Oh, what a lovely war! Murdoch’s other legacy

Jul 15, 2011
Neil Clark

Murdoch’s UK papers have cheered the Iraq war and argued strongly for attacking Iran

They've hacked into the voicemail of a murdered teenager and the relatives of dead UK soldiers. They've paid police officers for information. The charge sheet against News International is a long and serious one.

But as shocking as the allegations of illegal news gathering have been, the greatest crime of Murdoch's UK newspaper empire has gone largely unreported. Namely that no other newspaper group has as much blood on its hands when it comes to propagandising for illegal and fraudulent military conflicts.
There hasn't been a war - or potential war - involving Britain in recent years that Murdoch's British titles haven't been gung-ho about.

More than two years before the publication of the government's dodgy dossier on Iraq's non-existent WMD, News International papers were already doing their best to convince the public of the dire threat from Saddam Hussein.

On Christmas Eve 2000, the Sunday Times published a story headlined 'Saddam builds new atom bomb' in which it was claimed that the Iraqi leader "has ordered his scientists to resume work on a programme aimed at making a nuclear bomb".

A couple of months later the same paper ran another piece entitled 'Saddam has tested nuclear weapon' based on the testimony of a mysterious Iraqi whistleblower named 'Leone'.

"Personally, I think the evidence is compelling," wrote the article's author, film-maker Gwynne Roberts.
As war drums were being beaten louder, the pro-war propaganda became ever more outrageous. Just a few days before the war began, the Times ran an article by the pro-war Labour MP Ann Clwyd which claimed that Saddam used a people-shredder to dispose of his enemies. 'See men shredded, then say you don't back war,' was the article's provocative headline.

The Sun meanwhile published a cartoon showing French President Jacques Chirac, who opposed the war, as Saddam Hussein‘s whore.

"The whole civilised world, not just Britain, is disgusted with the way France's president and politicians have behaved over Iraq," the paper declared. "Last month we accused Chirac of behaving like a worm. Today we say to the people of France: We did not go far enough. Your president is not just a worm. He has behaved like a Paris harlot."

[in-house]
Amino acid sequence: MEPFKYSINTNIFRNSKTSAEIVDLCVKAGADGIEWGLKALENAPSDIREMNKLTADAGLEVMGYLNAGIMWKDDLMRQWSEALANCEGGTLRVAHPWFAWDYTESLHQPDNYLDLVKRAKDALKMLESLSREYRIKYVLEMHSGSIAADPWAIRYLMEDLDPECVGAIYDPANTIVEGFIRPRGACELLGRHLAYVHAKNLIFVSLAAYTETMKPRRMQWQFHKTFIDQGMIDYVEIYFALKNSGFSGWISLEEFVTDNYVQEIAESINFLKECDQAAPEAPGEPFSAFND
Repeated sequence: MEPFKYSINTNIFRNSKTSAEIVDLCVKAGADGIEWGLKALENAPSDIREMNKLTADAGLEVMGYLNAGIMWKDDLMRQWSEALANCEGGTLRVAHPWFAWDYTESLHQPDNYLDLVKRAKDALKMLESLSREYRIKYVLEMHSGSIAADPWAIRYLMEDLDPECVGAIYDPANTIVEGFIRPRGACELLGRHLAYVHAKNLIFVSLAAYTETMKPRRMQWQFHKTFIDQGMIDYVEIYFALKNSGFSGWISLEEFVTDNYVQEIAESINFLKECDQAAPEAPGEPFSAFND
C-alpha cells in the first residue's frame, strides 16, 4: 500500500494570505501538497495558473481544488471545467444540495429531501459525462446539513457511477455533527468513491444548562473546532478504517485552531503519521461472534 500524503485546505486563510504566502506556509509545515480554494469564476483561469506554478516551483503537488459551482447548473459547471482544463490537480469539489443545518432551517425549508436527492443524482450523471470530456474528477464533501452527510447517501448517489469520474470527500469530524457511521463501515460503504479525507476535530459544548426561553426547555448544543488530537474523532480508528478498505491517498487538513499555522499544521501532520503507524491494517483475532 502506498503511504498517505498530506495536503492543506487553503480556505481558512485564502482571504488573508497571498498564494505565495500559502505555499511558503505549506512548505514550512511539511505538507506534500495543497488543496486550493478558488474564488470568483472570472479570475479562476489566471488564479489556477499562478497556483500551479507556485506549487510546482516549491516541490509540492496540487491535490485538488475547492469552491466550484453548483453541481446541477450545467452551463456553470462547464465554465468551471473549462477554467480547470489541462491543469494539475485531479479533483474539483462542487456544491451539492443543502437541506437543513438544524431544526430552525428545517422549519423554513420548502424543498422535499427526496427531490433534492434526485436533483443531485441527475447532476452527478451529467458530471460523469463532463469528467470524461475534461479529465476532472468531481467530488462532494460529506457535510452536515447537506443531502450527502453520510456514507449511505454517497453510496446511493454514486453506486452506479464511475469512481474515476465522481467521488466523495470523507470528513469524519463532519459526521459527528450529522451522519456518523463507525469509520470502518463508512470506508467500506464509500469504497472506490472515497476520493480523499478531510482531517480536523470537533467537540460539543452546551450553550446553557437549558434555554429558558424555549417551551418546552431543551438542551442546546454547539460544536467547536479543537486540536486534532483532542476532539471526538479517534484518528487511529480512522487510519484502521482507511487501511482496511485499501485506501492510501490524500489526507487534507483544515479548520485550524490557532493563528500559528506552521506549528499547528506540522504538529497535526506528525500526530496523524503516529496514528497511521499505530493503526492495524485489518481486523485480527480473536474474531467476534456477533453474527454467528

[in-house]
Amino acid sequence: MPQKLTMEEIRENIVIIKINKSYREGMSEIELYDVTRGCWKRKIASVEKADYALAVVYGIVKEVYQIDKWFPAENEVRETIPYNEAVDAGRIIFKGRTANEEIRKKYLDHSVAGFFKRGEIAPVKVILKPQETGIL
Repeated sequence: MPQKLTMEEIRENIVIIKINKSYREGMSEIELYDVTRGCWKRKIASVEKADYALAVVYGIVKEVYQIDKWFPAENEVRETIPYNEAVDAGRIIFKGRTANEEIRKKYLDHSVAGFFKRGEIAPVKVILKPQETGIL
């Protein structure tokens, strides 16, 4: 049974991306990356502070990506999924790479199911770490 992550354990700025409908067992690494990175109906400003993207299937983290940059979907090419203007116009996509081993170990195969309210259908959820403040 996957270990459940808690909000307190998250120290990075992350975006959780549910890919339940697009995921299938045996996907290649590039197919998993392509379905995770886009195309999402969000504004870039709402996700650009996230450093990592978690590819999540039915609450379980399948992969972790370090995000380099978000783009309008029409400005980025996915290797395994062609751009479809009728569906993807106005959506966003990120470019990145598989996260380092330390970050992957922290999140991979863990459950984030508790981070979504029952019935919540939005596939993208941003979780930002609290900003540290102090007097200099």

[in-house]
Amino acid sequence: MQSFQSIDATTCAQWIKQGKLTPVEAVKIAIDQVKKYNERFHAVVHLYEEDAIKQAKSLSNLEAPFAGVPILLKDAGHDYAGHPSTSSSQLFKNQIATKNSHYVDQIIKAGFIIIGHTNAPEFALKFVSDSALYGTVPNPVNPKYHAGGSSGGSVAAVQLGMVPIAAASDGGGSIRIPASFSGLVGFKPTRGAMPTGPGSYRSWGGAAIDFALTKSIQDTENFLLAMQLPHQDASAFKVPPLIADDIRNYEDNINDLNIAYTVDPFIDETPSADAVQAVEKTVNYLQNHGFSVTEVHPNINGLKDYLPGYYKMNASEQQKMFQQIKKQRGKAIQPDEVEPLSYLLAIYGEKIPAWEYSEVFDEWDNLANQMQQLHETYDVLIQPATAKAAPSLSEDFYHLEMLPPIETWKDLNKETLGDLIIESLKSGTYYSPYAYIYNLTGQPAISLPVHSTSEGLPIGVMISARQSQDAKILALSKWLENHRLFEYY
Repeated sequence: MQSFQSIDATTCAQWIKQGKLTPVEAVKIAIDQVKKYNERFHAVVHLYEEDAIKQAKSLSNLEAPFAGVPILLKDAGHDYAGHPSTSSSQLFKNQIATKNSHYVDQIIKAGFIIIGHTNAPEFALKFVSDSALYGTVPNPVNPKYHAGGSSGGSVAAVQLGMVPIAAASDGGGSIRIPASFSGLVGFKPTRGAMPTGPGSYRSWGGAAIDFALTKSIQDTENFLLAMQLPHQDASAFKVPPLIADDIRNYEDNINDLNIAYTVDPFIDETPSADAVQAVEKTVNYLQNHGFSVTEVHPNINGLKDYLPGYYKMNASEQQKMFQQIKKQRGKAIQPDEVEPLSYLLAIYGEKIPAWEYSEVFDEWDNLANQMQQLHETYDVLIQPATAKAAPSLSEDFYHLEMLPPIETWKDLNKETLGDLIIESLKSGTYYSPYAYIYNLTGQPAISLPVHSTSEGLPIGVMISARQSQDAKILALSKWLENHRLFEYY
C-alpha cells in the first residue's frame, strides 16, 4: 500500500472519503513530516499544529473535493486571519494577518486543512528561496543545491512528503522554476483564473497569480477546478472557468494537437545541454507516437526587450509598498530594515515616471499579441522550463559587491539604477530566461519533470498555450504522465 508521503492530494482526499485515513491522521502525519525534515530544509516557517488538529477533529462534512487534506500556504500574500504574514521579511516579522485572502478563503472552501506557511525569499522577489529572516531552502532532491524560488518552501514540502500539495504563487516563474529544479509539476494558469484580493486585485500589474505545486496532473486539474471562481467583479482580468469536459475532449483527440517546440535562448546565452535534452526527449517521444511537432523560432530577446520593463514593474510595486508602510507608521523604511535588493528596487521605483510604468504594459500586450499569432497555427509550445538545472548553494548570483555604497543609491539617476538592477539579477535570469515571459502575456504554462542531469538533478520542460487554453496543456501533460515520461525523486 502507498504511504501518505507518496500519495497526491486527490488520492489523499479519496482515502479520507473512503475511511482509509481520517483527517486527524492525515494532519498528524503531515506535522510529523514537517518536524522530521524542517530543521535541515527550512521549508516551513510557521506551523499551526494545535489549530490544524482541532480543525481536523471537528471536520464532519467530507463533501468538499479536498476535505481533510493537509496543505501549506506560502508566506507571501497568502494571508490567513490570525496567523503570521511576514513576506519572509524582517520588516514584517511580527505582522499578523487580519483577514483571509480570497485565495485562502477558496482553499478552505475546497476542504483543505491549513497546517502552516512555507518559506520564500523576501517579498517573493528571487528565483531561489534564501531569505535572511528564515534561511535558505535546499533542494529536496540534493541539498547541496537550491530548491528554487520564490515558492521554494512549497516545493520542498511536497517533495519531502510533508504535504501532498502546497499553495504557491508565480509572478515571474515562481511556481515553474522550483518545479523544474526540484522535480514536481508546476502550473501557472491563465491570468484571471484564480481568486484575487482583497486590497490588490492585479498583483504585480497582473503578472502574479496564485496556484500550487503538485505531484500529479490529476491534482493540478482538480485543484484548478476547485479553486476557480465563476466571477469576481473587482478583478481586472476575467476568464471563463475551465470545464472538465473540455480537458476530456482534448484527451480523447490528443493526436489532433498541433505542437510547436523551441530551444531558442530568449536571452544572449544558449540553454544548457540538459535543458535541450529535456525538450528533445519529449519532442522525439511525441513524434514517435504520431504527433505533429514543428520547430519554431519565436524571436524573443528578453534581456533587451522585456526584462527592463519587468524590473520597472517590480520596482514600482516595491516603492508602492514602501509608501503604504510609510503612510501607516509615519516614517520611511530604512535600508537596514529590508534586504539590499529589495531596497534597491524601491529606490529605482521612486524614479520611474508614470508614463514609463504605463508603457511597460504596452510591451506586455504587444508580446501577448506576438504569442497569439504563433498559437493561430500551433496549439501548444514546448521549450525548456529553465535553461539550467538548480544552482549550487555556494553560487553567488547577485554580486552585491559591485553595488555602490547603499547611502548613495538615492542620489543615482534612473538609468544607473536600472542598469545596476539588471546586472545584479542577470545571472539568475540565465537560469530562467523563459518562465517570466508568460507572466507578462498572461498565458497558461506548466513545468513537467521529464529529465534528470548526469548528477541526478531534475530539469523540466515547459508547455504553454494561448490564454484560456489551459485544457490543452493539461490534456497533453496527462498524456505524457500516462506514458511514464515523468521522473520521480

In taking this aggressive line, News International editors were only taking the cue from their paymaster Rupert Murdoch, a strong supporter of invading Iraq and toppling Saddam.

"The greatest thing to come out of this for the world economy... would be $20 a barrel for oil," Murdoch enthused. He also lavished praise on President George Bush for "acting very morally and very correctly" and lauded his fellow warmonger Tony Blair for "being extraordinarily courageous and strong".

It was later was revealed that Murdoch had three conversations with the "extraordinarily courageous and strong" British prime minister in the nine days preceding the war.

Murdoch and his papers got the war they desired and more than one million people died. Despite the absence of Iraqi WMD and people shredders, there was no apology in News International publications for the false information that they had published, which had done so much to boost support for the conflict.
On the contrary, it was time to move on to the next country in the neo-con 'to do' list: the Islamic Republic of Iran.
"I cannot understand those who, like the New York Times, insist on clarity about our intentions or those like Jack Straw who, as foreign secretary, repeatedly said that military action against Iran was inconceivable," bemoaned the Times' influential comment editor and columnist Daniel 'I am a neocon' Finkelstein.

While conceding that an invasion of Iran would be a "stupid idea", and that military strikes should be "a last resort", Finkelstein nevertheless argued: "There is a much stronger case for military strikes against nuclear installations. Naturally, the Iranians would be enraged and there would be massive international condemnation."

On New Year's Day 2010, the Times started the year as it meant to continue, running a belligerent piece on Iran by the then shadow defence secretary Liam Fox, entitled 'The world must neutralise Tehran's toxic threat'.

Just in case there were any readers still not convinced of the Terrible Toxic Threat that Iran posed, the paper also proclaimed, in December 2009, a dramatic exclusive - that it had obtained "confidential intelligence documents" which it claimed showed that Iran was "working on testing a key final component of a nuclear bomb".

The "confidential intelligence documents" were, needless to say, revealed to be forgeries.
Despite the relentless campaign against Iran waged by the Murdoch empire, there have, thankfully, been no military strikes as yet against the Islamic Republic.
But there has been a new war - this time against Libya, another Muslim country, and once again the Times and its stable-mates have been bellicose cheerleaders.
Of course, other British newspapers have played their part in warmongering - the Telegraph newspapers, then under the proprietorship of Conrad Black (now in jail for fraud) and his neocon wife Barbara Amiel, deserve a special mention for their hawkishness in the run-up to the invasion of Iraq. But the News International group stands out for the intensity of its focus.
The 4,000 or so suspected victims of News International phone hacking will eventually receive some form of redress. But there will be no compensation for the relatives of those who lost loved ones died in the illegal military conflicts Rupert Murdoch's UK newspapers so enthusiastically endorsed.

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